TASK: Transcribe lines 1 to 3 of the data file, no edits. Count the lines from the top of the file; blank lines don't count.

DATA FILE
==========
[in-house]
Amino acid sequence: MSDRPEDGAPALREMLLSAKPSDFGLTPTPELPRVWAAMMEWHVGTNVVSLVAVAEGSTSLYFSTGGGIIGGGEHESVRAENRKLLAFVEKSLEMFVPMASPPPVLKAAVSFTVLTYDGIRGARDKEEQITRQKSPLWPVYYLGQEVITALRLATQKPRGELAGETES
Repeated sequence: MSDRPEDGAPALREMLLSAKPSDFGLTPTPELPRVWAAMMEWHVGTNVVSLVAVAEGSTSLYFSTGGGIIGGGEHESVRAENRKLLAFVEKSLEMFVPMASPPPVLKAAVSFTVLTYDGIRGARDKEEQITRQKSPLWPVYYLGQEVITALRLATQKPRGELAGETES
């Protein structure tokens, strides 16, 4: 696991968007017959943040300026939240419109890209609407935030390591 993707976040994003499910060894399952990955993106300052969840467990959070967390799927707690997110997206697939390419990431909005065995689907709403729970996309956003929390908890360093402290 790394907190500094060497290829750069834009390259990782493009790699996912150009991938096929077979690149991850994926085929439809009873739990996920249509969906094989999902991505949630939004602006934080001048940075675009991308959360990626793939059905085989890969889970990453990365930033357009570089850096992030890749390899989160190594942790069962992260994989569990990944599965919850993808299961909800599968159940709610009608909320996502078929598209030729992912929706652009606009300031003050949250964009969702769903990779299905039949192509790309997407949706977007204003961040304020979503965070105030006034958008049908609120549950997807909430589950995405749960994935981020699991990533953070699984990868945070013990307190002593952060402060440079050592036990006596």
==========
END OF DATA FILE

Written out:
[in-house]
Amino acid sequence: MSDRPEDGAPALREMLLSAKPSDFGLTPTPELPRVWAAMMEWHVGTNVVSLVAVAEGSTSLYFSTGGGIIGGGEHESVRAENRKLLAFVEKSLEMFVPMASPPPVLKAAVSFTVLTYDGIRGARDKEEQITRQKSPLWPVYYLGQEVITALRLATQKPRGELAGETES
Repeated sequence: MSDRPEDGAPALREMLLSAKPSDFGLTPTPELPRVWAAMMEWHVGTNVVSLVAVAEGSTSLYFSTGGGIIGGGEHESVRAENRKLLAFVEKSLEMFVPMASPPPVLKAAVSFTVLTYDGIRGARDKEEQITRQKSPLWPVYYLGQEVITALRLATQKPRGELAGETES